D&D: A&A explores in depth the factors that drove and shaped the various editions and associated products. Fourth edition was very much a reaction to the stunning success of World of Warcraft, and the art reflected this (oversized weapons and armor, cartoonish monsters). It's widely considered a failure. Fifth edition represented a proactive return to fantasy realism and collected the most successful bits of previous editions. It's considered a huge success. Etc.
Profile Image for Hesper.
392 reviews50 followers
December 29, 2018
-exactly as advertised: a visual history
-heaps of terrible old D&D art
-tight rundowns of all major turning points in D&D history

-scant depth to the accompanying commentary
-unironically hagiographic tone (extended to said terrible art, even)
-the concluding chapter homily on the virtues of 5e might as well be ad copy

Basically, excellent as a coffee table book (are coffee tables still a thing? I don't use mine so idk), but not particularly robust as a history of anything other than the brand's visual development. It sells on nostalgia, and I'm glad I got my copy on some kind of extreme sale from Amazon, bc I wouldn't pay any more than $20 for what it contains.
Profile Image for Nicole Westen.
953 reviews33 followers
January 3, 2019
This wasn't so much a tour of the art of Dungeons and Dragons, although it says it in the title and a lot of art is included, but a history of the game through it's material culture. No only was the art discussed but also other trappings of material culture such as candy (sure as hell didn't see that coming), card games, tv shows, dice games, even a pinball machine! Although what I found the most fascinating, and what I really wished there was more of, was the evolution of the monsters for the game. There were some pages that showed how the visuals of the monsters changed from their inception in the 70's up to the 5th edition. Hell, if there was a book of just that I'd certainly read it!
Profile Image for Ross Kitson.
Author 12 books25 followers
November 3, 2021
An astounding book. The collection of art, and it's evolution from scrappy line drawings to incredible compositions, is only one aspect of this huge tome. The narrative of the game from its roots and through the ups and downs of TSR and WOTC is equally as engaging; there's definitely more enthusiasm and details on certain eras (notably the first decade), which coincided nicely with the parts I was really interested in. Never realised the chaos of TSR during the period I got into RPGs (1983-1990). My only slight quibble is the gushing narrative about 5th edition, which I personally love, but was rather OTT. A minor quibble, as overall this book is incredible.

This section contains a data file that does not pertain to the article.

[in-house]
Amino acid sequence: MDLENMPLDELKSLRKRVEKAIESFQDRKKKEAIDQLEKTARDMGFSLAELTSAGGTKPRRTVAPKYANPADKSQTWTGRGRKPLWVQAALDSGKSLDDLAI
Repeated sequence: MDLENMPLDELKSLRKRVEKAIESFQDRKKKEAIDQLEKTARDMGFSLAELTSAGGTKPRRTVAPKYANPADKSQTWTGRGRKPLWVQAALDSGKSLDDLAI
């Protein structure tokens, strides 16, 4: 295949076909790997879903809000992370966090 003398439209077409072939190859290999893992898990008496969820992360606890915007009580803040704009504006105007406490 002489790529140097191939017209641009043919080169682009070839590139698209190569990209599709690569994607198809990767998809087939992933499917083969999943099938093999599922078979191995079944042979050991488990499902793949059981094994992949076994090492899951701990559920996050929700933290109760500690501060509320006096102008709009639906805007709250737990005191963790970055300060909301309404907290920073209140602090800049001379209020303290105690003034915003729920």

Profile Image for Adam Whitehead.
554 reviews135 followers
December 9, 2018
In 1974 Gary Gygax and Dave Arneson created a different type of tabletop game. Dungeons and Dragons became the world's first and most popular roleplaying game. For thirty-four years it ruled supreme and unchallenged, until a problematic fourth edition and the rise of the rival Pathfinder game knocked it off its perch. However, with its fifth edition the game has regained its crown. A key ingredient to the game's success has been the phenomenal roster of artists who have worked on the game for almost forty-five years.

Art & Arcana is a visual history of the Dungeons and Dragons game, taking in every edition and campaign setting the game has produced, as well as many of its novels, calendars and video games. Artwork from the very first prototypes right through the latest 5th Edition expansions and modules is featured, along with lengthy histories and interviews with key personnel.